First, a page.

What is Scalable Vector Extension?

This topic is a brief introduction to Scalable Vector Extension (SVE). 

Introduction

Scalable Vector Extension (SVE) is the next-generation SIMD instruction set for Armv8-A (AArch64). Unlike other SIMD architectures, SVE does not define the size of the vector registers, but constrains it to a range of possible values, from a minimum of 128 bits up to a maximum of 2048 in 128-bit wide units. Therefore, any CPU vendor can implement the extension by choosing the vector register size that better suits the workloads the CPU is targeting. The design of SVE guarantees that the same program can run on different implementations of the instruction set architecture without the need to recompile the code.

Note: SVE is not an extension of NEON. SVE is a new set of vector instructions developed to target HPC workloads.

The SVE instruction set introduces the following new architectural features for High Performance Computing (HPC):

Scalable vector length

Vector code allows each implementation to automatically choose its vector length so long as it is a multiple of 128 bits and does not exceed the architectural maximum of 2048 bits. SVE provides 32 scalable vector registers, named Z0 – Z31.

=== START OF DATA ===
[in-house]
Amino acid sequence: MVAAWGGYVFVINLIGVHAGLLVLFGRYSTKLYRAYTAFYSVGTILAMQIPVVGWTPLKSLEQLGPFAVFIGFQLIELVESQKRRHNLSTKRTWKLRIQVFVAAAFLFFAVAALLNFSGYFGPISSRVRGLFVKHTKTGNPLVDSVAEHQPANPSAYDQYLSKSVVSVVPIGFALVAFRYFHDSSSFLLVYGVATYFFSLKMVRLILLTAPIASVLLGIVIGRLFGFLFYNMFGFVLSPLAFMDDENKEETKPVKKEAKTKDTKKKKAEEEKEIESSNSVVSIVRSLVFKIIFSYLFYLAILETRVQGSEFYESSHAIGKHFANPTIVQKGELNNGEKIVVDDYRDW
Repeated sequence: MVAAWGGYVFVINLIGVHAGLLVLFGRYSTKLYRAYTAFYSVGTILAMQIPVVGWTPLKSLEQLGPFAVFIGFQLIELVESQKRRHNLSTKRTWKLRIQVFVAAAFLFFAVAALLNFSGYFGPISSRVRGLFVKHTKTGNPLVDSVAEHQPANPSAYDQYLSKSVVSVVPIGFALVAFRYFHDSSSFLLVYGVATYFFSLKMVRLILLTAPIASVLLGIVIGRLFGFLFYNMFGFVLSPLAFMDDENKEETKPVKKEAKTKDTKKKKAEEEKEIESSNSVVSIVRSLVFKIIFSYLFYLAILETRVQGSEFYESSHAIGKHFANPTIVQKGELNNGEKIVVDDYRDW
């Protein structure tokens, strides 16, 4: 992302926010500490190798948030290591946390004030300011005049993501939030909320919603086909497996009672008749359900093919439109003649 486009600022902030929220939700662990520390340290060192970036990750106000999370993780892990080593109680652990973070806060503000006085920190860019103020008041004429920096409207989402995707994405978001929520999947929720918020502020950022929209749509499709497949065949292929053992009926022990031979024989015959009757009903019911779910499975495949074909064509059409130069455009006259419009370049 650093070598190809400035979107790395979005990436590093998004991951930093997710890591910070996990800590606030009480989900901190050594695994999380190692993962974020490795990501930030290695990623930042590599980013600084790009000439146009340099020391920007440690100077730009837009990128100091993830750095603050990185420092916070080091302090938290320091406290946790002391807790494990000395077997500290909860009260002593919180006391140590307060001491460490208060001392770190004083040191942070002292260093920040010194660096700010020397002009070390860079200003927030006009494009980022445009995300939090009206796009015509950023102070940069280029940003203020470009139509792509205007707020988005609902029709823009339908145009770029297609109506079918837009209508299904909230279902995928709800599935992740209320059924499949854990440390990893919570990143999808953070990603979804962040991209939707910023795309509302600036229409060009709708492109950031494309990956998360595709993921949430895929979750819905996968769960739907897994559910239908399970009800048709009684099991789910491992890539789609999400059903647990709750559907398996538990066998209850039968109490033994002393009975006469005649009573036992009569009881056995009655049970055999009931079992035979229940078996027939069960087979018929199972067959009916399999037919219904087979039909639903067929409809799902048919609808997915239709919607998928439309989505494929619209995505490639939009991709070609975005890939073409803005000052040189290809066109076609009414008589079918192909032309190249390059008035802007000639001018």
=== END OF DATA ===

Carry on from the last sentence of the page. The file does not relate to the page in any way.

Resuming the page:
Per-lane predication

SVE provides 16 predicate registers, named p0-p15, with each predicate register being 1/8th of the size of the vector register (1 bit per byte), and therefore scalable in size.  Predicate registers are written to by condition-creating instructions, such as compares.  This allows subsequent instructions to control which elements (or ‘lanes’) of a vector should be operated upon (the active elements).

Gather-load and scatter-store

Allows data to be efficiently transfered to or from a vector of non-contiguous memory addresses, with or without predication. This enables a significantly wider range of source code constructs to be vectorized. To permit efficient accesses to contiguous memory data, SVE provides a rich set of load and store instructions which progress sequentially forwards through an array, supporting a full range of packed 8, 16, 32 and 64-bit vector element organizations.

Vector partitioning

A vector partition is the dynamically determined portion of a vector defined by a predicate register. SVE permits the progression of a loop one partition at a time, until the whole vector has been processed or the loop has reached its natural conclusion.

Fault-tolerant speculative vectorization

Causes memory faults to be suppressed if they do not occur because of the first active element of the vector, and instead generates a predicate value indicating which of the requested lanes were successfully loaded prior to the first memory fault. This allows loops with conditional exits or unknown trip-counts to be safely vectorized, maintaining the same faulting behavior as if they had been executed sequentially.